Freelancers Are the Network Economy’s Supply Chain
Due to the non-stop accessibility of the internet, the freelance world, as well as the growing impact of crowdsourcing networks, has reached new heights over the years. With the arrival of this new breed of freelancers, namely those who work via remote location over the internet, businesses are able to find the right person for their assignments from a pool of people that stretches to all across the globe.
And “freelancers” don’t always consider themselves as such. In fact, here’s a high level industry breakdown of today’s network economy workers:
|Traditional Accounts Payable||Suppliers / Vendors|
|Ad Networks||Publishers / Site Owners|
|Affiliate Networks||Affiliates / Referral Partners|
|Monetization Networks||Publishers / Content Owners / App or Game Developers / Licensors / Artists / Producers|
|Crowdsourcing Networks||Contributors / Freelancers / Gig Workers / Contractors / Drivers|
|Marketplaces (Online)||Partners / Suppliers / Vendors|
|Learning Networks||Educators / Contributors|
A great deal of online freelancers may hail from North America; however, regions such as Europe, Central and East Asia, the Middle East, and South America are also showing a great deal of growth, which only serves in expanding the talent pool that empowers business to have what may seem an infinite, on-demand workforce.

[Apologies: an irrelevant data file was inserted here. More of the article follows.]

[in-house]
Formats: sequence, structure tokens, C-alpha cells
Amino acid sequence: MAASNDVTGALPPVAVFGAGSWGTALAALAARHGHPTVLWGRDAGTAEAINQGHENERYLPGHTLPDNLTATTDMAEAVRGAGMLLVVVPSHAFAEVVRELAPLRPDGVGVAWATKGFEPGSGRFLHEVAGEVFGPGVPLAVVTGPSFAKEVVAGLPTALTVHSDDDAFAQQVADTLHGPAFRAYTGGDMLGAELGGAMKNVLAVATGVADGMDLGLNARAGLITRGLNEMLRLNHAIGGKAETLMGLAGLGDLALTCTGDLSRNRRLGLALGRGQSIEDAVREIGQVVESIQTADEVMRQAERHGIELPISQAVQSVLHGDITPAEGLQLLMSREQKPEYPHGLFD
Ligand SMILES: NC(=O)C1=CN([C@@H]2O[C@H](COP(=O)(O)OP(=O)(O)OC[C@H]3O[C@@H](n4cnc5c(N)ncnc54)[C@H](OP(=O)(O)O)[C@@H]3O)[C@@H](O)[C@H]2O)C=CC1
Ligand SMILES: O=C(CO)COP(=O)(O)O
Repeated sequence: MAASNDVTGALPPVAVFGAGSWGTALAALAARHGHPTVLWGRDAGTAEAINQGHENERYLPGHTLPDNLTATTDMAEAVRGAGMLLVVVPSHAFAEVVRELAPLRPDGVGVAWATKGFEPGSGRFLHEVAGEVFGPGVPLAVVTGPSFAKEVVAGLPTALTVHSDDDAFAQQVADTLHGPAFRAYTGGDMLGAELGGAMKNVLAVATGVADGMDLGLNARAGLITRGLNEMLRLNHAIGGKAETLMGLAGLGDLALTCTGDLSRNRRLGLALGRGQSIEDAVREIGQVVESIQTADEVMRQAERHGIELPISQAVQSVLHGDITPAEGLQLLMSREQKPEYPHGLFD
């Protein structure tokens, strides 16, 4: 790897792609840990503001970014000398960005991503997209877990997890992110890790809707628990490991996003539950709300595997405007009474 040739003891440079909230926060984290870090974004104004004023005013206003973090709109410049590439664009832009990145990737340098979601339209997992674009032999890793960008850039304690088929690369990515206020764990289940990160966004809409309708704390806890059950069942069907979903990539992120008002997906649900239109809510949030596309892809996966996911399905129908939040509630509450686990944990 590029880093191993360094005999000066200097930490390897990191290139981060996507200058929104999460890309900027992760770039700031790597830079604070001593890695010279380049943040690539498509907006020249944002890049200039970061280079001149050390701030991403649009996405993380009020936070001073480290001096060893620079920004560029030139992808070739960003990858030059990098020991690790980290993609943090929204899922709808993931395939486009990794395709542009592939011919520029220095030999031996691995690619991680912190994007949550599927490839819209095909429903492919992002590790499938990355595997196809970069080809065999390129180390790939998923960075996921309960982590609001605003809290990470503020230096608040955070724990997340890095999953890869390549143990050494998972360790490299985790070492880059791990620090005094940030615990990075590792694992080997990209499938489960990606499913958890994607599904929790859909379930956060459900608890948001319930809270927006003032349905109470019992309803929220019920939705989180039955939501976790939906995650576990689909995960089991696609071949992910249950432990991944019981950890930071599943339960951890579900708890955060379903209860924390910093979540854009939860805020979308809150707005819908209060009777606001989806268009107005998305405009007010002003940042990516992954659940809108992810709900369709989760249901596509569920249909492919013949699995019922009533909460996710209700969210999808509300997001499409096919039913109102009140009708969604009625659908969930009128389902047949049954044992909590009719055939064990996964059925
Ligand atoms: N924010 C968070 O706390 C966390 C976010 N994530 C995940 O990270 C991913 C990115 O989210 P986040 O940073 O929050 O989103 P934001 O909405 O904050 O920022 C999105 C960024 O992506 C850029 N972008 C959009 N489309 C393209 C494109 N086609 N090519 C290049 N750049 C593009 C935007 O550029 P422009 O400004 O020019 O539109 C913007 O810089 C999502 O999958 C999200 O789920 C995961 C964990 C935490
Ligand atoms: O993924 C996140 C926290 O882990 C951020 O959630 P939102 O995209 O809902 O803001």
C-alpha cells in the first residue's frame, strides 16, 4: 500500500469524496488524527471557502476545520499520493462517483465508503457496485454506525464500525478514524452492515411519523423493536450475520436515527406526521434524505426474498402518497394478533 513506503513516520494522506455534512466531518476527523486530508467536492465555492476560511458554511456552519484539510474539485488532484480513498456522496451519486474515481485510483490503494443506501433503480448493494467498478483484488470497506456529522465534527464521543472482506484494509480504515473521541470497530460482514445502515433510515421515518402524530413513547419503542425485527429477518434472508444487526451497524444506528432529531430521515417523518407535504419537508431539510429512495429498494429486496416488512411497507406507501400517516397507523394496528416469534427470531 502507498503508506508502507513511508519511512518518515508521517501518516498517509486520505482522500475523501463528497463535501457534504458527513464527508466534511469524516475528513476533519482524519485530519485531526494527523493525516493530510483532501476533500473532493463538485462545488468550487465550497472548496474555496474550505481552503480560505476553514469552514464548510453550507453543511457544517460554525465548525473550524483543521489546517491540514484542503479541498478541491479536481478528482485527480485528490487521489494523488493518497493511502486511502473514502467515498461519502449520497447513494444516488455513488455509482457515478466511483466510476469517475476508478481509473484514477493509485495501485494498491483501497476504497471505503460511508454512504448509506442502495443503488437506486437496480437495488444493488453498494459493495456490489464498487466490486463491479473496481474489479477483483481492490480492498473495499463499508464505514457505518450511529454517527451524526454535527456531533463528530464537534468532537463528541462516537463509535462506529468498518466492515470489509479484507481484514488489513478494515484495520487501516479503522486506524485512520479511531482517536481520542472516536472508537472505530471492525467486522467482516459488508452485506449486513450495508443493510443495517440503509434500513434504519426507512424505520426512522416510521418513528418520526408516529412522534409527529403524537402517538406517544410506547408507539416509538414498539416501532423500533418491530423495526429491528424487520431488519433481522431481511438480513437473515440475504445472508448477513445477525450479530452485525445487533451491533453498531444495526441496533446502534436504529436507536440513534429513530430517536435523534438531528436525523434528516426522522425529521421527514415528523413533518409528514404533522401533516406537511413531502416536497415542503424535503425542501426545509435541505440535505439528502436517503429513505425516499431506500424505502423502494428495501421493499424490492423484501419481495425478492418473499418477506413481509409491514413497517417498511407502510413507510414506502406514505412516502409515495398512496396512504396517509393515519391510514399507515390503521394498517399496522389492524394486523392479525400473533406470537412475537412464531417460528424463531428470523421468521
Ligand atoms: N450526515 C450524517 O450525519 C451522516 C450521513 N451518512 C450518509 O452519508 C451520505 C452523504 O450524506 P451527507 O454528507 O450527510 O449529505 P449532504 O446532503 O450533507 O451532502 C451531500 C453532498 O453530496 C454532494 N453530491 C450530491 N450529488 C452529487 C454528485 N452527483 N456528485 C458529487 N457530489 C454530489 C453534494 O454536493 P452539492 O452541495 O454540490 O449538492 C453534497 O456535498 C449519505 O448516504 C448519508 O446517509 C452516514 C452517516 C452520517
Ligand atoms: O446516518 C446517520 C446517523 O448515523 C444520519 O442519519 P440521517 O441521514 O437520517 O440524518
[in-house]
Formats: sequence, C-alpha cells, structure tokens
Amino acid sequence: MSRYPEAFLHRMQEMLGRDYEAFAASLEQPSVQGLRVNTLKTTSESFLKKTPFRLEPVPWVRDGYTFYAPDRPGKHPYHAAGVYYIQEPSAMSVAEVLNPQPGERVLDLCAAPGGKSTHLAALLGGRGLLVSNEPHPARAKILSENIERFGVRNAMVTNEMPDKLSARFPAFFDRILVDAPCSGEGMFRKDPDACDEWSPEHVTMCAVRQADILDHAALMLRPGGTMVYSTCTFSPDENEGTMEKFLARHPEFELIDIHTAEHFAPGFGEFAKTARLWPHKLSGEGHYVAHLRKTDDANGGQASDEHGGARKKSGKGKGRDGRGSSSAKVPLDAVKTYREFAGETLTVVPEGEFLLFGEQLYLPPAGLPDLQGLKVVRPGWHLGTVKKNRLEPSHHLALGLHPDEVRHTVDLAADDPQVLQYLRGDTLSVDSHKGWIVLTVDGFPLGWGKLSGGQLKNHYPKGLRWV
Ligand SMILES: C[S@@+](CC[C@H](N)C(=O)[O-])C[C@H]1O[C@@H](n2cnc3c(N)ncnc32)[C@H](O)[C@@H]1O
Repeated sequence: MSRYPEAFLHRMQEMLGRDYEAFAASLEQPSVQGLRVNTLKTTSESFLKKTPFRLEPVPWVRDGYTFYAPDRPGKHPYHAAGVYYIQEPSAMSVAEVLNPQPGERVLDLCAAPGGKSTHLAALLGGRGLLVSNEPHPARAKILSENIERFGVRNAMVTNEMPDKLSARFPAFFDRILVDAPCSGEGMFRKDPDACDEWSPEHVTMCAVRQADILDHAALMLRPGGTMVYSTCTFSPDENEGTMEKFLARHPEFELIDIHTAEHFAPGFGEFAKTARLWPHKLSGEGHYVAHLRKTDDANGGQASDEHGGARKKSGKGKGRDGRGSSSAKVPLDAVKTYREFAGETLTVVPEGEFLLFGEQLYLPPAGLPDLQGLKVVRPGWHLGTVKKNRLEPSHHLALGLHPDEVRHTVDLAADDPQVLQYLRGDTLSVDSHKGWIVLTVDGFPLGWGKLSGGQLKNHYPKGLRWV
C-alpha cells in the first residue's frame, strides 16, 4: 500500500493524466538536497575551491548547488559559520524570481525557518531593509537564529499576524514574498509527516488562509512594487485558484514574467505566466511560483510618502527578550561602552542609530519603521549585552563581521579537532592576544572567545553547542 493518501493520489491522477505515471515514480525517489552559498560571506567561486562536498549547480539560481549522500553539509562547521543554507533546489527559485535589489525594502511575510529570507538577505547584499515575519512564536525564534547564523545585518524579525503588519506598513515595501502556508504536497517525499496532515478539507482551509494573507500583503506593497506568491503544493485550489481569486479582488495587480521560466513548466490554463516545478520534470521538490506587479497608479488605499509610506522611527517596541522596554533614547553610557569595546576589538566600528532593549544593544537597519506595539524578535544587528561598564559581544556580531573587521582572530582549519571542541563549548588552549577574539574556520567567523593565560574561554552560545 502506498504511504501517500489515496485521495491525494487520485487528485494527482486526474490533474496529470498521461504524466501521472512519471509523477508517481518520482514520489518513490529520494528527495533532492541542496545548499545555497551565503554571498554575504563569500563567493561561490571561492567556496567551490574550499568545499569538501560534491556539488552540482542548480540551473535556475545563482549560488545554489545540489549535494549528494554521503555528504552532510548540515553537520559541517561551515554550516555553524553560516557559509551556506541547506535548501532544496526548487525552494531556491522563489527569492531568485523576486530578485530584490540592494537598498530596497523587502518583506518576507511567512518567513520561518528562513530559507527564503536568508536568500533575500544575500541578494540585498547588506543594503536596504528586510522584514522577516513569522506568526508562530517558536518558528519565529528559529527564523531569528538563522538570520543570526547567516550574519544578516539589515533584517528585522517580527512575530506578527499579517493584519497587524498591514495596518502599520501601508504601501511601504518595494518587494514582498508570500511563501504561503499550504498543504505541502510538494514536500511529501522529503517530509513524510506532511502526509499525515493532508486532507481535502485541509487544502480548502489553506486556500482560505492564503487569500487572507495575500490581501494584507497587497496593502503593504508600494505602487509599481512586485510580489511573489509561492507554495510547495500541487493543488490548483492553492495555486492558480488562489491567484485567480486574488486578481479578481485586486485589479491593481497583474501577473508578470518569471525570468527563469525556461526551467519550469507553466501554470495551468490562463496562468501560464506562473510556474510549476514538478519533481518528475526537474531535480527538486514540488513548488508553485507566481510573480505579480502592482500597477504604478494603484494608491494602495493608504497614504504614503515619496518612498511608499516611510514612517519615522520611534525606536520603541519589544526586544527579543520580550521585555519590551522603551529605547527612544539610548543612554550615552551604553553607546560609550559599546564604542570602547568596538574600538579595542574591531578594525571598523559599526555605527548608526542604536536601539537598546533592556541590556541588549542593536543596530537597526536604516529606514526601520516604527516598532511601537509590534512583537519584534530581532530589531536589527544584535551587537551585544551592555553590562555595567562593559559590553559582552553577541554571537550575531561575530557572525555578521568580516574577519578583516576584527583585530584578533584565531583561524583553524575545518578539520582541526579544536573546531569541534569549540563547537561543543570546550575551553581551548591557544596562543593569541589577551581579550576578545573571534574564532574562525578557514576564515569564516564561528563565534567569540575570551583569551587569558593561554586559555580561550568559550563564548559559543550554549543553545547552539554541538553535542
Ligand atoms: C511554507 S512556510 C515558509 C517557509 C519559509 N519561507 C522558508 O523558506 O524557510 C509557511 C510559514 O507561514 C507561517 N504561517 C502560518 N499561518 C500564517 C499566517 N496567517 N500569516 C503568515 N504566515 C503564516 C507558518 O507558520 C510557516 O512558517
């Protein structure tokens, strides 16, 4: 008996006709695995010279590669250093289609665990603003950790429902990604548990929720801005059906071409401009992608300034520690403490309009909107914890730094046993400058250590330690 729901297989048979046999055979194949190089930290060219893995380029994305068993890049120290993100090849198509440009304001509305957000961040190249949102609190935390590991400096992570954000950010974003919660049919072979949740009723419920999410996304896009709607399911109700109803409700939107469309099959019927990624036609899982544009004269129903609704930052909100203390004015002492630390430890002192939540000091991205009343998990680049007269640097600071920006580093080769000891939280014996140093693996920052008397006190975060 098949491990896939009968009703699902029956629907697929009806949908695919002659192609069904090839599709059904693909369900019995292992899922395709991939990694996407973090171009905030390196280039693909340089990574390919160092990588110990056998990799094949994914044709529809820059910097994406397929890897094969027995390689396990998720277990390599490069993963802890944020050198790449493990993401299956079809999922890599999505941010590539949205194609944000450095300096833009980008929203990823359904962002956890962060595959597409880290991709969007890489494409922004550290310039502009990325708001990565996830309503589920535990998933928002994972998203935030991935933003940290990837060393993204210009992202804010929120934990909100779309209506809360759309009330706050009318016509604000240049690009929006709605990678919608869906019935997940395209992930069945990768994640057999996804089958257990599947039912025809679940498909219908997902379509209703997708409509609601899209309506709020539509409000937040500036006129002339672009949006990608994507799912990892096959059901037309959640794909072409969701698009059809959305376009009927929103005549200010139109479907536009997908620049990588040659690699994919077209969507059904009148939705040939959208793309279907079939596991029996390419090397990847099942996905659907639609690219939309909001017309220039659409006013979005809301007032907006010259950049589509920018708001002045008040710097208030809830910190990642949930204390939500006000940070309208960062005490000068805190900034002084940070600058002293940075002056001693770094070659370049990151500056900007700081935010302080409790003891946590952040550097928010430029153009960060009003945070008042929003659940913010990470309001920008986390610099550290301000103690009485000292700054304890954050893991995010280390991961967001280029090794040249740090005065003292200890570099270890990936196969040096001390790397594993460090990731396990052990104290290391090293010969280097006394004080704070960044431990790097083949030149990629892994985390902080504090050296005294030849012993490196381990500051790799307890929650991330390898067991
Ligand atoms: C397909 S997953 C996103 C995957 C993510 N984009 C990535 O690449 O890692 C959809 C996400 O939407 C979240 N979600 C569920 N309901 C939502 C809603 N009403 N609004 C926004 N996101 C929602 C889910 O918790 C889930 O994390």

That said, freelancers often make their living on a volume-based system, as they are more often getting paid for the amount of work that they can produce, rather than the amount of hours they clock in.
The best way for a company to ensure that they are receiving the highest quality work possible is to keep their freelancers happy.
How do you keep freelancers happy?
One way is to give them all the information that they need in order to execute their job properly: clarity in instruction does wonders, for sure.
The other is to simply be punctual with your payments. While people around the globe may have many differences, one thing that’s universal is that everyone appreciates being paid on time. This is more than a reasonable way to heighten morale and manage a diverse group of people from all around the world.
To add even more value, paying in their local currency increases the convenience factor, and giving partners a choice in their payment method (not everyone wants PayPal or an expensive wire transfer), expresses a business’s commitment to their freelancers.
Today’s freelance partners of the network economy are essentially the supply chain of time, talent, and ideas. They may even have direct communication with your customers so you want to maintain a quality relationship.